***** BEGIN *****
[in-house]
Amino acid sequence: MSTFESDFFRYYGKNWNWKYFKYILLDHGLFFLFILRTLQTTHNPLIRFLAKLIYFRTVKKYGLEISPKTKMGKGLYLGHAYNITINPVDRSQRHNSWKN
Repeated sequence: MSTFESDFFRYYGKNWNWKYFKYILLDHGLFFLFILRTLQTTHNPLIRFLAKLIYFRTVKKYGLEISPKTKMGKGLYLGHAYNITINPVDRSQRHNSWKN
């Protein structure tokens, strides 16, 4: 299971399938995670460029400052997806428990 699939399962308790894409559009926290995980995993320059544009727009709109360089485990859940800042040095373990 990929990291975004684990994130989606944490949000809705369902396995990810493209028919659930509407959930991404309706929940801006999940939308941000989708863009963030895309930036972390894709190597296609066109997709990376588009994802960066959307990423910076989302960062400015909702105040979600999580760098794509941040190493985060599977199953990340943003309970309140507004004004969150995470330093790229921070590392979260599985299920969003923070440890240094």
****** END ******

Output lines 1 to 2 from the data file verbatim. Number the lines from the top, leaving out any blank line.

[in-house]
Amino acid sequence: MSTFESDFFRYYGKNWNWKYFKYILLDHGLFFLFILRTLQTTHNPLIRFLAKLIYFRTVKKYGLEISPKTKMGKGLYLGHAYNITINPVDRSQRHNSWKN